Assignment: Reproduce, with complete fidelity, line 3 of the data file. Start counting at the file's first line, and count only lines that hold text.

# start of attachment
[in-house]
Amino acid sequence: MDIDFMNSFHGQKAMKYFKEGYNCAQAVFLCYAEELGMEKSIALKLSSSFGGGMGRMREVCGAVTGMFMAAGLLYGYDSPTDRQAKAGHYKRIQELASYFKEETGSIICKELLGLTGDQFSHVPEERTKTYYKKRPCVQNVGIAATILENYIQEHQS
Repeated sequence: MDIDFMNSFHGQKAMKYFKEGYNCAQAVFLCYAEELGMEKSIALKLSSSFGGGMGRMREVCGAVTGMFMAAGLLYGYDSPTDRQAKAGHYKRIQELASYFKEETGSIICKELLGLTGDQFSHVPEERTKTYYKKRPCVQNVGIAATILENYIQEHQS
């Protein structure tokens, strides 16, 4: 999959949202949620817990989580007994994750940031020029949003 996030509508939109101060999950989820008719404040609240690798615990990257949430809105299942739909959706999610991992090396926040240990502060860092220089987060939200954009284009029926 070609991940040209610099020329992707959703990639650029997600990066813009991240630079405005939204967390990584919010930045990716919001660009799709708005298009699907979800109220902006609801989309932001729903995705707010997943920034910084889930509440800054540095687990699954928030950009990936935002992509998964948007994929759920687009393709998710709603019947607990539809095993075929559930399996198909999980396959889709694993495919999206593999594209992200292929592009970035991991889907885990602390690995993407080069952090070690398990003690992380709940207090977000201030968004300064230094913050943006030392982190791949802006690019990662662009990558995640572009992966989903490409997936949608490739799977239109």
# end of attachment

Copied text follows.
Repeated sequence: MDIDFMNSFHGQKAMKYFKEGYNCAQAVFLCYAEELGMEKSIALKLSSSFGGGMGRMREVCGAVTGMFMAAGLLYGYDSPTDRQAKAGHYKRIQELASYFKEETGSIICKELLGLTGDQFSHVPEERTKTYYKKRPCVQNVGIAATILENYIQEHQS